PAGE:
Monday, June 04, 2012

The Ill Effects of Puppetry

Step away from the puppet. You don't have to do this.

"This" could be Summer Library Program school visits in general. The ability of these visits to increase summer involvement has been debated around the blogosphere (okay I couldn't find any more but I swear this has been an actual conversation, on listservs as well).

Me, I like visiting the schools, getting students excited about reading, and hope to see them in the summer. Though, I could easily see multiple visits throughout the year happening, too. This is only the second summer I've experienced SLP, and one may argue, the first year I'm really in the thick of it.

What a perfect time, then, to randomly spout a theory I have about SLP school visits. If this ends up working (proven by summer enrollment), great! If not, or if I'm entirely off-base or inconsiderate, please, PLEASE disregard me. After all, I'm a stupid cat!

My theory is:


There is a right way to talk to school-age children, and it does not include puppets.
Okay, well, maybe that's a generalization. Maybe a Henson-trained puppeteer could pull it off.

But otherwise? You're just talking to yourself in front of kids.
You need to talk to the kids.
Figure 2

As I've said about FIELD TRIP ADVENTURES! it's really important to have a script and know what you're going to say at school visits. Try your best not to make it gimmicky, though, because what you have to say is important. It shouldn't get lost in your whimsy.

I treat the SLP visits like a sales pitch: here's your problem; the library has a solution!
In this case, the problem is BRAIN DRAIN  which is not only totally scary when you say it in a creepy voice, but also a scientific fact. The solution is reading a little bit every day.
THEN, go into how freakin easy it is to read ten minutes a day, like how through watching 2 episodes of their favorite show they watch 18 minutes of commercials, many of which are identical and/or about dental insurance. If they have a book by their side, and read during the commercials, they staved off the BRAIN DRAIN for one more day!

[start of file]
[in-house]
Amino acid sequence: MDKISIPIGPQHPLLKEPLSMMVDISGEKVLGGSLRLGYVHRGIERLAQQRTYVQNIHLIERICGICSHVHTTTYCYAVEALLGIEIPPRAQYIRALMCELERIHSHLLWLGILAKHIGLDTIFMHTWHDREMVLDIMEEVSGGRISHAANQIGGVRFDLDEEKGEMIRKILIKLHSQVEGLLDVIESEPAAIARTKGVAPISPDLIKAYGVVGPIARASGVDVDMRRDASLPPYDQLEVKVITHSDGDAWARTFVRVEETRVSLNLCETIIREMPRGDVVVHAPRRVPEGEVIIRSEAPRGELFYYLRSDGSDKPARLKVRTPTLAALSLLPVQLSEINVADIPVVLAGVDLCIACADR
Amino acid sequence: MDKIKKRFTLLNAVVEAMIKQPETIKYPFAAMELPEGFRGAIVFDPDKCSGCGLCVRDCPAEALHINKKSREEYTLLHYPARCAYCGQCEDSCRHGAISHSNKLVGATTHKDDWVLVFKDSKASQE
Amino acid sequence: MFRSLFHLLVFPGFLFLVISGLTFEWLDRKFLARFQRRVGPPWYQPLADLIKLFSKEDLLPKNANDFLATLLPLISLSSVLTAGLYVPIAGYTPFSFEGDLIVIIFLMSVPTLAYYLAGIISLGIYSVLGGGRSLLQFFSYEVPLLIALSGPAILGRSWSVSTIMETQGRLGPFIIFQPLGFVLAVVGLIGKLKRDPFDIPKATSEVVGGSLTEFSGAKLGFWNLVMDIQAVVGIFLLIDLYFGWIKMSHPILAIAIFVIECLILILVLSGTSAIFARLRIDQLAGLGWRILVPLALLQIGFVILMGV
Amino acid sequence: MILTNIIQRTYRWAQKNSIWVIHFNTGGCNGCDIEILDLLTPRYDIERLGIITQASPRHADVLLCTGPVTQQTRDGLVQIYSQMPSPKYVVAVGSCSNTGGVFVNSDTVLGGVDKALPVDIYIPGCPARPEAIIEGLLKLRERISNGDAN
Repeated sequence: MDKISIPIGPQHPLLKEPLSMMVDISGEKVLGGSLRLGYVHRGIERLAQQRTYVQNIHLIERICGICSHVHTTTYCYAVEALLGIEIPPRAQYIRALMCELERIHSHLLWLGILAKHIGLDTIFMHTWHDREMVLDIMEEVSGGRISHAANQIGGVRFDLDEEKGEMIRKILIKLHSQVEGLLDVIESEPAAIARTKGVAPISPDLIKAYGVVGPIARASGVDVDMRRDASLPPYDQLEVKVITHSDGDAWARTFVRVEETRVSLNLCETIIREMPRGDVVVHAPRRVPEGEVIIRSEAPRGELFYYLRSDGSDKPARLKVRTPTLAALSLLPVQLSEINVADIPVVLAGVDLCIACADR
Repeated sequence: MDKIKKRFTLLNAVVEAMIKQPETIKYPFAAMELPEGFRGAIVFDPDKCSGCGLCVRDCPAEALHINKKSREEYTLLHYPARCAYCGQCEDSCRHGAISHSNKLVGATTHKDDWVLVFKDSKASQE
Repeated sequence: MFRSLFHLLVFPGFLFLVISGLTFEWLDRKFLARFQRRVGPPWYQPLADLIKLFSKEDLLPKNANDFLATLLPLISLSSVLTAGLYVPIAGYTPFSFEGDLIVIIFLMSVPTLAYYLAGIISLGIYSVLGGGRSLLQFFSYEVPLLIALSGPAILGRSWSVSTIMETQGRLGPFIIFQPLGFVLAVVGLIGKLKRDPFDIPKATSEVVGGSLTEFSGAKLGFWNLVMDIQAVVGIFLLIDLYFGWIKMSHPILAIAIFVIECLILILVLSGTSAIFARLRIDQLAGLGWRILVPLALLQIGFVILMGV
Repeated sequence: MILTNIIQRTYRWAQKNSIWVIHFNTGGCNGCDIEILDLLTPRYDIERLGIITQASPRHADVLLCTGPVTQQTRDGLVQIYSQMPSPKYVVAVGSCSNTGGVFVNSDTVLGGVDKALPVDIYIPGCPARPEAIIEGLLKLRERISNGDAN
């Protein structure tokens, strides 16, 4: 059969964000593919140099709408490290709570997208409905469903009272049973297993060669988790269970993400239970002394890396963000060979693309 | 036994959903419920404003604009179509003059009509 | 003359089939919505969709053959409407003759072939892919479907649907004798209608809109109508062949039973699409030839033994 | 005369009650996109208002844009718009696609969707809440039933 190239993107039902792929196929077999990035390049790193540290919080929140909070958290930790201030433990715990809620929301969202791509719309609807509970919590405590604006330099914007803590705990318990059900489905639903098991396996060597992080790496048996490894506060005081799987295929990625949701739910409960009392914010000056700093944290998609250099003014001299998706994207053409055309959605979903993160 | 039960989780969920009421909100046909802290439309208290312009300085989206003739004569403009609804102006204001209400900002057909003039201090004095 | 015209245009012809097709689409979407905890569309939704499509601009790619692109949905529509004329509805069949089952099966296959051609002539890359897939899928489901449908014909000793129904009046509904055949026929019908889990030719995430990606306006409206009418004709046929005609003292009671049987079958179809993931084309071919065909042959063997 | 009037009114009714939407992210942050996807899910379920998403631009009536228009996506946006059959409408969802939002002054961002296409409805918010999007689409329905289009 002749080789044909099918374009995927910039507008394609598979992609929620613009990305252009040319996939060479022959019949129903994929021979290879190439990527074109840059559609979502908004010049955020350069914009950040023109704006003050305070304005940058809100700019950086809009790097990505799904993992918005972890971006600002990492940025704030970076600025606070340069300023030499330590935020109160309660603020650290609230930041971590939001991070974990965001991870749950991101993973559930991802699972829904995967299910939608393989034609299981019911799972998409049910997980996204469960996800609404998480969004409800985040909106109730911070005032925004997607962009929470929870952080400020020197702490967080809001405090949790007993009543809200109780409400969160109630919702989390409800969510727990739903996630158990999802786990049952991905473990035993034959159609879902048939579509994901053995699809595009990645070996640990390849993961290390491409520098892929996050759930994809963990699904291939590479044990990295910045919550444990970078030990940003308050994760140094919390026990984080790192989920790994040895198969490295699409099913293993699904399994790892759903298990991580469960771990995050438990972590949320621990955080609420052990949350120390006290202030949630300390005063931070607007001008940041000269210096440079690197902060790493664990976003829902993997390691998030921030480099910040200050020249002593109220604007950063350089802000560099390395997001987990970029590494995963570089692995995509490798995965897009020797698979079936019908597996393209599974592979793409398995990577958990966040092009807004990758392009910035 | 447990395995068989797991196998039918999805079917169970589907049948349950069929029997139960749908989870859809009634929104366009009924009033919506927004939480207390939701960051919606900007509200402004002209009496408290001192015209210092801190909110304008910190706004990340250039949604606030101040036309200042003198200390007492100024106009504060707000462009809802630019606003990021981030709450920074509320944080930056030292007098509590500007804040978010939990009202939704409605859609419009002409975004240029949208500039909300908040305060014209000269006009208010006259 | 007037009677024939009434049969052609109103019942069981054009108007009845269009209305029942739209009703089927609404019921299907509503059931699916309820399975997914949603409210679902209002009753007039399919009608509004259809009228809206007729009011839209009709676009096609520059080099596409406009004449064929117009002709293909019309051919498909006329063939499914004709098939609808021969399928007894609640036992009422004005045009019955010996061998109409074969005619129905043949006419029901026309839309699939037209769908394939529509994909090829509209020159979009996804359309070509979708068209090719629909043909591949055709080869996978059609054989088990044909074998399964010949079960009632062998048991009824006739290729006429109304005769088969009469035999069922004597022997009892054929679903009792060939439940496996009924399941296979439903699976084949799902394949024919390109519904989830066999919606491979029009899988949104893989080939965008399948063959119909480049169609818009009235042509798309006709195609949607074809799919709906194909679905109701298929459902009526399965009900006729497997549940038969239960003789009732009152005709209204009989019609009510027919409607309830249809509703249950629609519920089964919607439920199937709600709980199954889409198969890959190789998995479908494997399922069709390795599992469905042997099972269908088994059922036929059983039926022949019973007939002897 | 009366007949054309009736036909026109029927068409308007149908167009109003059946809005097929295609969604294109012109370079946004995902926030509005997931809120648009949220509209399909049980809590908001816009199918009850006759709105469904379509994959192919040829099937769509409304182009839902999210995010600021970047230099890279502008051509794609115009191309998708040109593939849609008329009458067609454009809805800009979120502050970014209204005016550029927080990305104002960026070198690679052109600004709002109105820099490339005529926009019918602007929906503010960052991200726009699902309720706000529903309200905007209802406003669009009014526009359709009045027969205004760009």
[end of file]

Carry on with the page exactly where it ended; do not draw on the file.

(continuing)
Now that the students are completely terrified, it's time to talk about the Summer Reading Program. You can say whatever you want, but always come back to 2 crucial points. These are the, "if you remember nothing else, remember this" points. Say them 4 times during the presentation and make the kids repeat them, so that they're participating. This may sound excessive, but think about it: the first time you hear a song, it's easiest to remember the chorus. Whether or not you want to remember it. (Sorry, I had to. For your own good)

Here's what our kids are supposed to remember:
1) The first day of the Summer Reading Program.
2) Come to the Main, North, or South Library.

The rest of the stuff might be muddled in their brain, like the programs or how many checkmarks they need. But they remember: The first day of the Summer Reading Program; and to visit the library (even though they didn't wait till summer)!

I've seen this so far in more than one family who has visited after the visit to their school. The kids know they're supposed to come to the library! We take the opportunity to clarify the Summer Reading Program for the parents.In one instance, the parent asked to sign up for SLP, and the daughter said, "Mooommmm! Not til June 4!"

Score.

One last step to the recipe, which I believe is essential:
Find your jam.
Turn it up.
Rock out till you get back to work.

This one's mine. Feel free to use it too.

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